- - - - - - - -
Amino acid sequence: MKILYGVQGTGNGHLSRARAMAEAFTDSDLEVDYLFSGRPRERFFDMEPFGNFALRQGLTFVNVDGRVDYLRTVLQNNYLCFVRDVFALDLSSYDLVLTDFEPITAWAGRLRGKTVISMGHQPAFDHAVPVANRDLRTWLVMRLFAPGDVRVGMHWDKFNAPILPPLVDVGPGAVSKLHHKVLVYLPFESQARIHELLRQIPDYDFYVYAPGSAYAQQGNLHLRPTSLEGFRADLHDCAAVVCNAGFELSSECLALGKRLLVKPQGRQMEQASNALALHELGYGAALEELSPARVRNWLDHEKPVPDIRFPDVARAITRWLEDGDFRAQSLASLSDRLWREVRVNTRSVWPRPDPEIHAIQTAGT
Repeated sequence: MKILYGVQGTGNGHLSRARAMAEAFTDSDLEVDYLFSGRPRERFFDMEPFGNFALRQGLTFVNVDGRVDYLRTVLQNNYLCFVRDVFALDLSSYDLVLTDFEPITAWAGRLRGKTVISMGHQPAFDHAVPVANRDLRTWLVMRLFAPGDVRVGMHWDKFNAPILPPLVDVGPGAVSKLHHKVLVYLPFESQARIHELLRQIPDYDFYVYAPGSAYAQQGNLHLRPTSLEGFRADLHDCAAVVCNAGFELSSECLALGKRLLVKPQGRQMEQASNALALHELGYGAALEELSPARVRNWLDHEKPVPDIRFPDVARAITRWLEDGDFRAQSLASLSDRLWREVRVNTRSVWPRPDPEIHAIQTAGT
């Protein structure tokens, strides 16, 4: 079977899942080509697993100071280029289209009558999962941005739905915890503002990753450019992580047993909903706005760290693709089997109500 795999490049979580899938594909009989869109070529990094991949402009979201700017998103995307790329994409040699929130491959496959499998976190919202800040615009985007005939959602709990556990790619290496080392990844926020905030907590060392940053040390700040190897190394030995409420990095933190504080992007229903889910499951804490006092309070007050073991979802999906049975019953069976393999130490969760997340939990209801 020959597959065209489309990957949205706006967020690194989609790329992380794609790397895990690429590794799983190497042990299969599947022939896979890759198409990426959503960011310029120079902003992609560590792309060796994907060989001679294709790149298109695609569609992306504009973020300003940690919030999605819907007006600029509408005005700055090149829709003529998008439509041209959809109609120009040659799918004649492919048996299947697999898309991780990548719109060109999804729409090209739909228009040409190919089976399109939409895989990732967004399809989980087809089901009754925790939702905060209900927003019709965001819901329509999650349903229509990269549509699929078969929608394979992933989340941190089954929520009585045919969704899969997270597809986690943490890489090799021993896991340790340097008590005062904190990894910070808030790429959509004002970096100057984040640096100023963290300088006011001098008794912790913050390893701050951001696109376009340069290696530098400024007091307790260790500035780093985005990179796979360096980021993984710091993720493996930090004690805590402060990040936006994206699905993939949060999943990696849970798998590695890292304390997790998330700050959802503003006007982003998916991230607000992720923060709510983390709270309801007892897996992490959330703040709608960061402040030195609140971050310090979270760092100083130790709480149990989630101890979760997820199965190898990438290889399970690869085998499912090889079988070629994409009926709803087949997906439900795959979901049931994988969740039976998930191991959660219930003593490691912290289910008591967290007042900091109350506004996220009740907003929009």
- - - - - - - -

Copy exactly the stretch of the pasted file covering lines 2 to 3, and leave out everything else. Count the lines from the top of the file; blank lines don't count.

Repeated sequence: MKILYGVQGTGNGHLSRARAMAEAFTDSDLEVDYLFSGRPRERFFDMEPFGNFALRQGLTFVNVDGRVDYLRTVLQNNYLCFVRDVFALDLSSYDLVLTDFEPITAWAGRLRGKTVISMGHQPAFDHAVPVANRDLRTWLVMRLFAPGDVRVGMHWDKFNAPILPPLVDVGPGAVSKLHHKVLVYLPFESQARIHELLRQIPDYDFYVYAPGSAYAQQGNLHLRPTSLEGFRADLHDCAAVVCNAGFELSSECLALGKRLLVKPQGRQMEQASNALALHELGYGAALEELSPARVRNWLDHEKPVPDIRFPDVARAITRWLEDGDFRAQSLASLSDRLWREVRVNTRSVWPRPDPEIHAIQTAGT
């Protein structure tokens, strides 16, 4: 079977899942080509697993100071280029289209009558999962941005739905915890503002990753450019992580047993909903706005760290693709089997109500 795999490049979580899938594909009989869109070529990094991949402009979201700017998103995307790329994409040699929130491959496959499998976190919202800040615009985007005939959602709990556990790619290496080392990844926020905030907590060392940053040390700040190897190394030995409420990095933190504080992007229903889910499951804490006092309070007050073991979802999906049975019953069976393999130490969760997340939990209801 020959597959065209489309990957949205706006967020690194989609790329992380794609790397895990690429590794799983190497042990299969599947022939896979890759198409990426959503960011310029120079902003992609560590792309060796994907060989001679294709790149298109695609569609992306504009973020300003940690919030999605819907007006600029509408005005700055090149829709003529998008439509041209959809109609120009040659799918004649492919048996299947697999898309991780990548719109060109999804729409090209739909228009040409190919089976399109939409895989990732967004399809989980087809089901009754925790939702905060209900927003019709965001819901329509999650349903229509990269549509699929078969929608394979992933989340941190089954929520009585045919969704899969997270597809986690943490890489090799021993896991340790340097008590005062904190990894910070808030790429959509004002970096100057984040640096100023963290300088006011001098008794912790913050390893701050951001696109376009340069290696530098400024007091307790260790500035780093985005990179796979360096980021993984710091993720493996930090004690805590402060990040936006994206699905993939949060999943990696849970798998590695890292304390997790998330700050959802503003006007982003998916991230607000992720923060709510983390709270309801007892897996992490959330703040709608960061402040030195609140971050310090979270760092100083130790709480149990989630101890979760997820199965190898990438290889399970690869085998499912090889079988070629994409009926709803087949997906439900795959979901049931994988969740039976998930191991959660219930003593490691912290289910008591967290007042900091109350506004996220009740907003929009």